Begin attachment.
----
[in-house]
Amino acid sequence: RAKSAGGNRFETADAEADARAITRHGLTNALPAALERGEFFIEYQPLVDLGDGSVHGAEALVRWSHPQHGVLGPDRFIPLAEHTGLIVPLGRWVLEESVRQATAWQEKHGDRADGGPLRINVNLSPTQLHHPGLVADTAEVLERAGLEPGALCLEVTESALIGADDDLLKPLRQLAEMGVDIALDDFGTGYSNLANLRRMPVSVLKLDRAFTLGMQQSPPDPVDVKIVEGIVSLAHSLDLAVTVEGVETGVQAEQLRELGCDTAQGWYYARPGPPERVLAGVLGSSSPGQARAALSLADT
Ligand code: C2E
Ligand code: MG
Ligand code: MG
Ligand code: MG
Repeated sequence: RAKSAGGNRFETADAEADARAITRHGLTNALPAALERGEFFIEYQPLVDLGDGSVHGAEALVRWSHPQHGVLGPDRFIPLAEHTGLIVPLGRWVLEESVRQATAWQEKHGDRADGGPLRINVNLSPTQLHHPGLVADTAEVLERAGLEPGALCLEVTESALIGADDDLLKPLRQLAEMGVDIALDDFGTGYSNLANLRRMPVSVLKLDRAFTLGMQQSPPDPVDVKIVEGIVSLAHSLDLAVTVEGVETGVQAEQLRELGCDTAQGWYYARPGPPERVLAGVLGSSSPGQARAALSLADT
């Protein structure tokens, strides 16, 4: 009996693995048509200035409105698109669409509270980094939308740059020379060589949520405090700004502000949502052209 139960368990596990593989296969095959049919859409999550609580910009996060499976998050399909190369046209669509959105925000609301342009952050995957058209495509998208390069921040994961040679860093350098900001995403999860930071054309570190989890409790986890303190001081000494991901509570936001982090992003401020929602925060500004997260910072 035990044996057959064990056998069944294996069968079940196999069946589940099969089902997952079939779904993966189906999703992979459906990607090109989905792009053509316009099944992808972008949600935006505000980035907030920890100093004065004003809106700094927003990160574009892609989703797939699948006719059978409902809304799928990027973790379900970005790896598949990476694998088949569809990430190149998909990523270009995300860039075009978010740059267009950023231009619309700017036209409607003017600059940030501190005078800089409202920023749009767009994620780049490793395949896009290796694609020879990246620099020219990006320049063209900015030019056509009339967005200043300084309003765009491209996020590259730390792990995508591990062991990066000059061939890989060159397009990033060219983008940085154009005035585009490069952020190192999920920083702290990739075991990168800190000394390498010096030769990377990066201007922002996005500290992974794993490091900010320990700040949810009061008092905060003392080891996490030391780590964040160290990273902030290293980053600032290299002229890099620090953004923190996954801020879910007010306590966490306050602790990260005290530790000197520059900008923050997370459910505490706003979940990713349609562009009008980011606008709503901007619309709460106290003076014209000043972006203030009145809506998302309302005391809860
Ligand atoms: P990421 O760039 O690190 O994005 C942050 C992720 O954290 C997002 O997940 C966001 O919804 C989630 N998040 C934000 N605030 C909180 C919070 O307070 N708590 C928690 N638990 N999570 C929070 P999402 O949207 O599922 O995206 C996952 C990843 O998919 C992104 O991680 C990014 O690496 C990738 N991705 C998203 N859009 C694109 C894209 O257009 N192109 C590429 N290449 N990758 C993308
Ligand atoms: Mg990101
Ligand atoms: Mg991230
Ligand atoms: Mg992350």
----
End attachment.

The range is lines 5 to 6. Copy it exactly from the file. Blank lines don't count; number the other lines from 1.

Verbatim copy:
Ligand code: MG
Ligand code: MG